But even after the police issued the citation, complaints kept coming, Ortiz told the Council. “We didn’t think far enough ahead. What happens if they don’t react or comply?” Again, he braved the phones, calling the Health Department. “They didn’t have an answer for me.” He called the County Sheriff’s Emergency Operations Bureau, pleading for guidance. He didn’t want to send a deputy to read the Order, “justifying a misdemeanor in progress. Now I’m gonna put my hands on somebody. Bad things are going to happen.
“This is such a rapidly evolving situation,” he told the Council. “There are really no answers and there are precedents being set.”
Griffin doesn’t deny the Chief came out to speak to him, showed him the County Order, and that the cops came back later and spoke to his son Daniel. “It was a cordial conversation,” he said. Griffin told the Chief he was at half capacity. The chief told him he had to close. Griffin read the order, but “it was a repetition of Newsom, a recommendation.”
A little after 4:00 pm, Ortiz finally got through to a director at Public Health. She’d been talking to the Board of Supervisors and they’d decided what to do. He said two Public Health Officers were sent to assist the police.
That’s also about the time one of Josh Albrektson’s social media contacts reported to him that Griffins was refusing to shut down. A South Pasadena physician and surgeon who does radiology via telemedicine, Albrektson has been warning about the Corona Virus in his social media posts since late February.
Incensed that Griffins “put every person here at risk of dying or serious injury,” he marched to the pub. “My purpose was to show how they didn’t want to close down.” Filming through the pub’s windows as he went by, Albrektson approached the door, opened it and by his own account screamed at those inside, “you are all horrible, s—-y people.” He yelled at the bouncer for about five minutes.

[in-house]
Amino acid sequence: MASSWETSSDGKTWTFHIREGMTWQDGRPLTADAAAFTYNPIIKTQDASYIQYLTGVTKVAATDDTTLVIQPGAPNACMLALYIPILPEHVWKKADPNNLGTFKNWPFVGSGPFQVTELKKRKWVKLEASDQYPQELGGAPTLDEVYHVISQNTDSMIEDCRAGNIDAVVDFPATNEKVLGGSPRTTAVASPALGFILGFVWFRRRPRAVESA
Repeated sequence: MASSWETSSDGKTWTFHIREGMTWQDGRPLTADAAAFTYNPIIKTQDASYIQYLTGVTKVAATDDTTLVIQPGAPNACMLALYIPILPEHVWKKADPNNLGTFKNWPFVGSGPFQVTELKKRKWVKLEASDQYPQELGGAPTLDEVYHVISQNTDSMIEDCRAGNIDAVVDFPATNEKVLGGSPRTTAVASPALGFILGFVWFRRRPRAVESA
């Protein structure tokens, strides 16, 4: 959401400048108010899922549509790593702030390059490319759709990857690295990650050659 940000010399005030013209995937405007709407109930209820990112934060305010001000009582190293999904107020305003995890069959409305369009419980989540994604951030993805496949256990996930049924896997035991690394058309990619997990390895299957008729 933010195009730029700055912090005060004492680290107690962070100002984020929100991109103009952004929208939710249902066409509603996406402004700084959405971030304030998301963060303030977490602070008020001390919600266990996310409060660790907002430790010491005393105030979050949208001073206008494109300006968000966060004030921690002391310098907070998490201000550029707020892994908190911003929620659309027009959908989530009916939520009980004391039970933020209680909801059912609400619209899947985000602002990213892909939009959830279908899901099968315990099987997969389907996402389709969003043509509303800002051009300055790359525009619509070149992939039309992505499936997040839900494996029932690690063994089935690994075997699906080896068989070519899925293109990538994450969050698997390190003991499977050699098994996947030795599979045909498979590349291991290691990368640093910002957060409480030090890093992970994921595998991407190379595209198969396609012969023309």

As he headed back to report the pub to the police, officers showed up with a clipboard-bearing Health Department official. Albrektson taped the encounter on the sidewalk, irritating the police when he refused to stop. Albrektson posted the tape, further magnifying the controversy. Angry posts popped up over local social media calling Griffins actions “flat out dangerous,” demanding his license. The Tiger, South Pasadena High School’s student paper, reported the kerfuffle in real time.
County Environmental Health Specialist Ashley Nieman asked Griffin’s son if he knew about the Health Officer’s Order. Daniel Griffin said he knew of a standard limiting gatherings over ten people at the bar—the day before the President had issued guidelines including one to “avoid gatherings in groups of more than 10 people.” The younger Griffin spoke to his father, who said that it was the presence of the Health Department that persuaded him how serious the situation was and that he should close down. Daniel went to the stage and announced the closure, which was greeted by guests with a loud murmor of disapproval.